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“Which” vs. “what” — what's the difference and when should you use one or the other?

I know that, in the context of radio buttons (the options are limited and they choose one), I should use which. For example, Which is your favorite color?

( ) blue ( ) green ( ) red

I also suspect that for an unlimited text box, the correct option is what. For example, What is your favorite color? ________

My instinct tells me that the same is true for checkboxes. For example, What colors do you prefer?

[ ] blue [ ] green [ ] red

When they can select multiple answers, I should use What colors do you prefer?, not Which colors do you prefer?, right?

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marked as duplicate by FumbleFingers, JSBձոգչ, waiwai933 Aug 28 '12 at 6:02

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3 Answers

Which is used to choose from a list, contrasting what. Which can be used for multiple options. In your situation, which is correct. However, what is also correct, as once the options are presented, it is clear that the choice is to be made from among the list.

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I agree that which is preferable. What would only be logical if it were an open question, i.e. not multiple choice. –  shinyspoongod Jun 17 '12 at 4:37
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I feel the difference is only a matter of style. That said, I prefer which for multiple choice, though I may only choose one.

What is right on for the editText.

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FWIW, this may be a better fit on the User Experience site. –  cornbread ninja 麵包忍者 Jun 15 '12 at 18:30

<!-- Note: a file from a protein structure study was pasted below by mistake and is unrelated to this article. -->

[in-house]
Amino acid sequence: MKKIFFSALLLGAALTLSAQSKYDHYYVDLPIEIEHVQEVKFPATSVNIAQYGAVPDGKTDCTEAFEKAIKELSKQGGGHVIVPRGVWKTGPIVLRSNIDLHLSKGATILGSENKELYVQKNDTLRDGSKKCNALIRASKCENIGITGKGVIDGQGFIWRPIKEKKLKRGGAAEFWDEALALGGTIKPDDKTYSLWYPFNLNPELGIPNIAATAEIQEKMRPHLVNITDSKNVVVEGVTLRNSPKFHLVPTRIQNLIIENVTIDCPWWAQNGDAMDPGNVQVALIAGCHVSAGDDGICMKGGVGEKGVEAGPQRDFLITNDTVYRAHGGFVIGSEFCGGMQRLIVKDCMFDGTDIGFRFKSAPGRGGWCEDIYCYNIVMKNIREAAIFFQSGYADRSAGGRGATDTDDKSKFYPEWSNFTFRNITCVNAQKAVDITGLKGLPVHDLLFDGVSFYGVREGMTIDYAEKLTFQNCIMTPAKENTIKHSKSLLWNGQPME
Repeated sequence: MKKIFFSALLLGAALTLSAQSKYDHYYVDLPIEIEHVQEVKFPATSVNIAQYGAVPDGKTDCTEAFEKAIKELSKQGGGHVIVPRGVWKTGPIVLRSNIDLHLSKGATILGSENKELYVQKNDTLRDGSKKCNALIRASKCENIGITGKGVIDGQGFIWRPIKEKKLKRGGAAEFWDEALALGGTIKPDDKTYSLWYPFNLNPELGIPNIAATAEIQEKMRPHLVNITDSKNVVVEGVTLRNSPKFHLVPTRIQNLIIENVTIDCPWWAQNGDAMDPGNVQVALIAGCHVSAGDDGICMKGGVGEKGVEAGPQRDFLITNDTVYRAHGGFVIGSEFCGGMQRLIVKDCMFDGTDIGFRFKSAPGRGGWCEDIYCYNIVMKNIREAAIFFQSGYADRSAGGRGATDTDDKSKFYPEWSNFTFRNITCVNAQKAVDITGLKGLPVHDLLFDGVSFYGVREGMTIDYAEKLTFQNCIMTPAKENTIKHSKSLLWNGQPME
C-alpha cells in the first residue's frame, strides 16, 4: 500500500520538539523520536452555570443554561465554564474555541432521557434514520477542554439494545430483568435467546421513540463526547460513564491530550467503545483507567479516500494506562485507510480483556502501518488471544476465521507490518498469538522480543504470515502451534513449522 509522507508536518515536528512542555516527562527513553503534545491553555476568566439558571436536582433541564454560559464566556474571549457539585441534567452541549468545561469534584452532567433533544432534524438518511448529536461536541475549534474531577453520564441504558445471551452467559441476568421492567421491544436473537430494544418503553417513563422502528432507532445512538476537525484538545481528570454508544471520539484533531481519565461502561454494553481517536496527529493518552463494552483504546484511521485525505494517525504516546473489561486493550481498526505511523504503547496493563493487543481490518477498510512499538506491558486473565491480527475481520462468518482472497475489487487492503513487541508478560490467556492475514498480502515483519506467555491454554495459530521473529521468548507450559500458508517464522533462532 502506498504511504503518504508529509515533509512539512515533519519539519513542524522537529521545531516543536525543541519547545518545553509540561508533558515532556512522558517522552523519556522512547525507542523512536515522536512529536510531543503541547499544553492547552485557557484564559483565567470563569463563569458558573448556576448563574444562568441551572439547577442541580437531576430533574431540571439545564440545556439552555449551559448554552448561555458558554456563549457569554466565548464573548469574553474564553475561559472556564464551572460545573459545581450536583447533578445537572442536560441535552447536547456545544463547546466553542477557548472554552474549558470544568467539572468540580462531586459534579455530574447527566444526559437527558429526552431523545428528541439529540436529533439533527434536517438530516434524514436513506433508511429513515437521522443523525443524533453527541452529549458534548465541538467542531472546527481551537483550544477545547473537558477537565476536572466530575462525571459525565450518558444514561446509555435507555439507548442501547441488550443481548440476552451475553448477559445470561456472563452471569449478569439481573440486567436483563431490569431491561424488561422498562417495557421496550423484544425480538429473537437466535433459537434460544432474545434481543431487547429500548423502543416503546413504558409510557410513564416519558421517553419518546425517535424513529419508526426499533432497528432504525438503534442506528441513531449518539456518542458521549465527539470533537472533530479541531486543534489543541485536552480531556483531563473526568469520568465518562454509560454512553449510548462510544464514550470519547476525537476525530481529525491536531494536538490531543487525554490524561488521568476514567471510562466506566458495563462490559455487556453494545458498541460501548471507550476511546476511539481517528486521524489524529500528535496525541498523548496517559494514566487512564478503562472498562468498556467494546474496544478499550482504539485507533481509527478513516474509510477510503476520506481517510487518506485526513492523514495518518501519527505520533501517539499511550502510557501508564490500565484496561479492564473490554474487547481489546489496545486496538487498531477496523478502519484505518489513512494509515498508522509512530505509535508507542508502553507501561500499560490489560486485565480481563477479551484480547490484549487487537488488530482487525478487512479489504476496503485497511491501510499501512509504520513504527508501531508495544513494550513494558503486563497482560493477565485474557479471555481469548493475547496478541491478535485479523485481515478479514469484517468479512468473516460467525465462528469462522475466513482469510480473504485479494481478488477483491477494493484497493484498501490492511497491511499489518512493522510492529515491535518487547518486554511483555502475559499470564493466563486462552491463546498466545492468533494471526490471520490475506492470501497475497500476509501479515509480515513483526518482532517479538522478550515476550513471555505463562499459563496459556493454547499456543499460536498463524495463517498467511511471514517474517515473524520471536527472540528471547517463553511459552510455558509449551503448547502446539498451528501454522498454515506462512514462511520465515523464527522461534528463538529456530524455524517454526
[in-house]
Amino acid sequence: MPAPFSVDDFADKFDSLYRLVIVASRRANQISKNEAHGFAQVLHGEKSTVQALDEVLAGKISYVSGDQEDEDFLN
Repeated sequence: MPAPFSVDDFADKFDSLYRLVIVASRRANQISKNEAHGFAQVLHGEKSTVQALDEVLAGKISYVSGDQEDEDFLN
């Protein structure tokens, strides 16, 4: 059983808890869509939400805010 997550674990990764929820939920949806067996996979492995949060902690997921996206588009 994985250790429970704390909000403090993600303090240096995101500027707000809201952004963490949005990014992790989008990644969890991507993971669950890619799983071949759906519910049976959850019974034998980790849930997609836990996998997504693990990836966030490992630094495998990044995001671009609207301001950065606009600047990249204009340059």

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In the real world it doesn't make sense to present a list of choices when asking someone's favourite (colour, song, food, whatever). There are many possibilities, and people have varied tastes; unless your list was exceptionally long, the actual "favourite" probably wouldn't even be in it.

As this Google NGram shows, the standard form is "What is your favorite color?" (it's the same pattern with British spelling). The word "which" occurs too rarely to graph in this construction.

But when you ask someone's preference, this is often in the context of a limited number of options. As this NGram shows, which and what occur equally often before ...color do you prefer?.

In short, what is standard with "open-ended" choices, but which always implies specific options...

"What do you want?" (really does normally imply you can answer with whatever you want).

"Which do you want?" (always implies your possible responses are limited in some way).

In OP's context, only what is correct for text input boxes. Where "multiple choice" possibilities are displayed, both which and what are acceptable - it's just a matter of stylistic choice.

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